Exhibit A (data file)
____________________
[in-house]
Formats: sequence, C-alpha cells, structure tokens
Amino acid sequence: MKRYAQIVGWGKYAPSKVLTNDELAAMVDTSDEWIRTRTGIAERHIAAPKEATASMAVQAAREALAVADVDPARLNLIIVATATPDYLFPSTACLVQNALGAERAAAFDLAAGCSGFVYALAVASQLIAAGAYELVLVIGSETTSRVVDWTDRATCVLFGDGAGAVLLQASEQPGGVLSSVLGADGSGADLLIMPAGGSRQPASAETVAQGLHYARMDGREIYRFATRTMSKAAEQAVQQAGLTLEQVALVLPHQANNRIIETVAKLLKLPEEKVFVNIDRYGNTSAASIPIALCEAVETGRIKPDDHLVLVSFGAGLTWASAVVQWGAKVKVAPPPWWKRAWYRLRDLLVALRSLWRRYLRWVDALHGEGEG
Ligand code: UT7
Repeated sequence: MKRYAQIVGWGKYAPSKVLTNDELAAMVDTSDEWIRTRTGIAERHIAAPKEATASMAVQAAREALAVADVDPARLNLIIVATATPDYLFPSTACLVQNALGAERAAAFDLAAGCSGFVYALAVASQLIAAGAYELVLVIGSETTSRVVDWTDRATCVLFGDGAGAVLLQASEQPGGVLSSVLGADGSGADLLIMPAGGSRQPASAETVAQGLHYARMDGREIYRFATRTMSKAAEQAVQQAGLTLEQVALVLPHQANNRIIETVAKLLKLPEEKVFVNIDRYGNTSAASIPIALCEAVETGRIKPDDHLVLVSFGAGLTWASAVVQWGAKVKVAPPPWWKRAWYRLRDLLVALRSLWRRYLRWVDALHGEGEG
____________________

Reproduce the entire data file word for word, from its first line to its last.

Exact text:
[in-house]
Formats: sequence, C-alpha cells, structure tokens
Amino acid sequence: MKRYAQIVGWGKYAPSKVLTNDELAAMVDTSDEWIRTRTGIAERHIAAPKEATASMAVQAAREALAVADVDPARLNLIIVATATPDYLFPSTACLVQNALGAERAAAFDLAAGCSGFVYALAVASQLIAAGAYELVLVIGSETTSRVVDWTDRATCVLFGDGAGAVLLQASEQPGGVLSSVLGADGSGADLLIMPAGGSRQPASAETVAQGLHYARMDGREIYRFATRTMSKAAEQAVQQAGLTLEQVALVLPHQANNRIIETVAKLLKLPEEKVFVNIDRYGNTSAASIPIALCEAVETGRIKPDDHLVLVSFGAGLTWASAVVQWGAKVKVAPPPWWKRAWYRLRDLLVALRSLWRRYLRWVDALHGEGEG
Ligand code: UT7
Repeated sequence: MKRYAQIVGWGKYAPSKVLTNDELAAMVDTSDEWIRTRTGIAERHIAAPKEATASMAVQAAREALAVADVDPARLNLIIVATATPDYLFPSTACLVQNALGAERAAAFDLAAGCSGFVYALAVASQLIAAGAYELVLVIGSETTSRVVDWTDRATCVLFGDGAGAVLLQASEQPGGVLSSVLGADGSGADLLIMPAGGSRQPASAETVAQGLHYARMDGREIYRFATRTMSKAAEQAVQQAGLTLEQVALVLPHQANNRIIETVAKLLKLPEEKVFVNIDRYGNTSAASIPIALCEAVETGRIKPDDHLVLVSFGAGLTWASAVVQWGAKVKVAPPPWWKRAWYRLRDLLVALRSLWRRYLRWVDALHGEGEG